An American Airlines Executive Platinum elite member reached out to the airline’s twitter team for help with a reservation – and the twitter team wound up kicking their companion off the flight.
The member shared they’re flying out of Oklahoma City on ‘web special’ award tickets booked under separate reservations. They confirmed earlier flights using American’s mobile app. Then he tweeted American asking for help to sponsor the friend’s upgrade as his companion.
Instead of doing so, the AA Twitter agent unilaterally removed him from the new confirmed flight and placed him back on the original later flight despite the app allowing us to change in the first place.
He then wrote this snide, passive-aggressive reply with a final “really sorry.” So now we’re both separated and the flights are sold out. At the very least, this is a huge customer service foul. How is this not an involuntary schedule change?
Here’s the message from American Airlines twitter:
Now, Executive Platinum members receive free same day changes, and so do their companions on the same reservation. However in this case the companion wasn’t on the same booking. And since it was a web saver award, no changes are permitted. The agent took it upon themselves to undo what they decided shouldn’t have been allowed.
Yet American offered the change for free. They completed the change. The customer service agent kicked the the passenger off the flight they’d changed onto.
I asked American whether twitter agents were now allowed to make involuntary changes to a passenger’s itinerary. They confirmed for me that this should not have happened, and they restored the booking.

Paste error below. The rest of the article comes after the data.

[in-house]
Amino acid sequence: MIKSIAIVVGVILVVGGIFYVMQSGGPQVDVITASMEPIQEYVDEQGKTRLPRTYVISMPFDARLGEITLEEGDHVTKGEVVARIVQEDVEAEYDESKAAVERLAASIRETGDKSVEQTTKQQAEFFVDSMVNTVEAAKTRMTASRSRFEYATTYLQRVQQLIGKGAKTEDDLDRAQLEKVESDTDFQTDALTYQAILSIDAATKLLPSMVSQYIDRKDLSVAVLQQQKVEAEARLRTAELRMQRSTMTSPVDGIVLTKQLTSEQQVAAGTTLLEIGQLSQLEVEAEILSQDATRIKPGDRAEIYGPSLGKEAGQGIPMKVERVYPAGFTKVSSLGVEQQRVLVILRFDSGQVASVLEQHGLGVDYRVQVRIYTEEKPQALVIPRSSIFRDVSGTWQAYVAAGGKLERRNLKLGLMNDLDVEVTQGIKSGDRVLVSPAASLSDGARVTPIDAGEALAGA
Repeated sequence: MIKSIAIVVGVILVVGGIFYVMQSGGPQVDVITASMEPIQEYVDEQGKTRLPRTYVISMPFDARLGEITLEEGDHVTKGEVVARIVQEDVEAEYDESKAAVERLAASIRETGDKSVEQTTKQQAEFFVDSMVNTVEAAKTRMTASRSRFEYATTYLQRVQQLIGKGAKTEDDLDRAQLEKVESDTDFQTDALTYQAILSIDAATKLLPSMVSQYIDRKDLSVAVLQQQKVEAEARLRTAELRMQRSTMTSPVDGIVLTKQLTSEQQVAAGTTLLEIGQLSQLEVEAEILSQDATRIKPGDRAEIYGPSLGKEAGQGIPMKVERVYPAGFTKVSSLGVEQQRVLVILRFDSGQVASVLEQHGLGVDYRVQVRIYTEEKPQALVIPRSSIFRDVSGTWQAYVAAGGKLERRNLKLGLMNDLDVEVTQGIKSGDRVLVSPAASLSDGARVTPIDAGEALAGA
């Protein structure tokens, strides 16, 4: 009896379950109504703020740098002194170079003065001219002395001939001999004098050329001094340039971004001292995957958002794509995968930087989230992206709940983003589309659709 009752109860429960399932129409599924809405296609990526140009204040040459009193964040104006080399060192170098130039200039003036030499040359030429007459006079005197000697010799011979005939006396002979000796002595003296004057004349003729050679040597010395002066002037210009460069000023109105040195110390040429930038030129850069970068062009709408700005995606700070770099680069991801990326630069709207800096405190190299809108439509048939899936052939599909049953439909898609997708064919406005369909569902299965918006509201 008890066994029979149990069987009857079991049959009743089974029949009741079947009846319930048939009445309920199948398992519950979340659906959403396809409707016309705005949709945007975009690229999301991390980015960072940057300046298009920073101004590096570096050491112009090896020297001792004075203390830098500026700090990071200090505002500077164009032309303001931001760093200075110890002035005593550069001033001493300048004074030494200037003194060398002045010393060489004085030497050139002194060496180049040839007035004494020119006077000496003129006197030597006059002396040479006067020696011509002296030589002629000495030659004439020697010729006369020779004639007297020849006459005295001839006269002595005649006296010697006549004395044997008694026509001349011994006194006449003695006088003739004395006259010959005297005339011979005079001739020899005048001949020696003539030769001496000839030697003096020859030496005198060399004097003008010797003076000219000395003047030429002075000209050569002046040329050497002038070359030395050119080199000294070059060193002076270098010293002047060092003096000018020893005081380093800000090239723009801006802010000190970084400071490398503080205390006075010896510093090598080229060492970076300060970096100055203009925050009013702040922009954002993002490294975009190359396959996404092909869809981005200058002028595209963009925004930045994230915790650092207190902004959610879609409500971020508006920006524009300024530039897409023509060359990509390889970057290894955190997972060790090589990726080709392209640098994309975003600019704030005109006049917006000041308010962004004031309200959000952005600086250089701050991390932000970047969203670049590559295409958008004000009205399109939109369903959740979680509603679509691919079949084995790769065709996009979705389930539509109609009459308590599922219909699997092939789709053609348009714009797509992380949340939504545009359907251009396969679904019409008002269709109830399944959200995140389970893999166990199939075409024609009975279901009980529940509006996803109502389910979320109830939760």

This was an error, not a policy change. The team has been in contact with the customer who shared this with you and he and his companion have been accommodated on their original flight and with the upgrade requests. We’re also following up with the team to better handle this in the future.
I do think there’s a lesson here, and it’s one that I’ve talked about for many years. If you’ve gotten something from an airline that you aren’t strictly entitled to, just go with it. You don’t want additional eyes on your reservation, because the next agent could decide to do something unpleasant.
Why would this agent care? Why would they do something like this? Perhaps they’ve had a bad day. Perhaps it gives them a sense of control in a job that gives them very little. When you contact someone for customer service, you never know who you’re going to get on the other end of things. Often you don’t even get simple things that you’re entitled to which is why you hang up, call back.
Another lesson is that while the American Airlnes twitter team was once amazing (both pre-merger with US Airways and in the short period thereafter) that no longer seems to hold.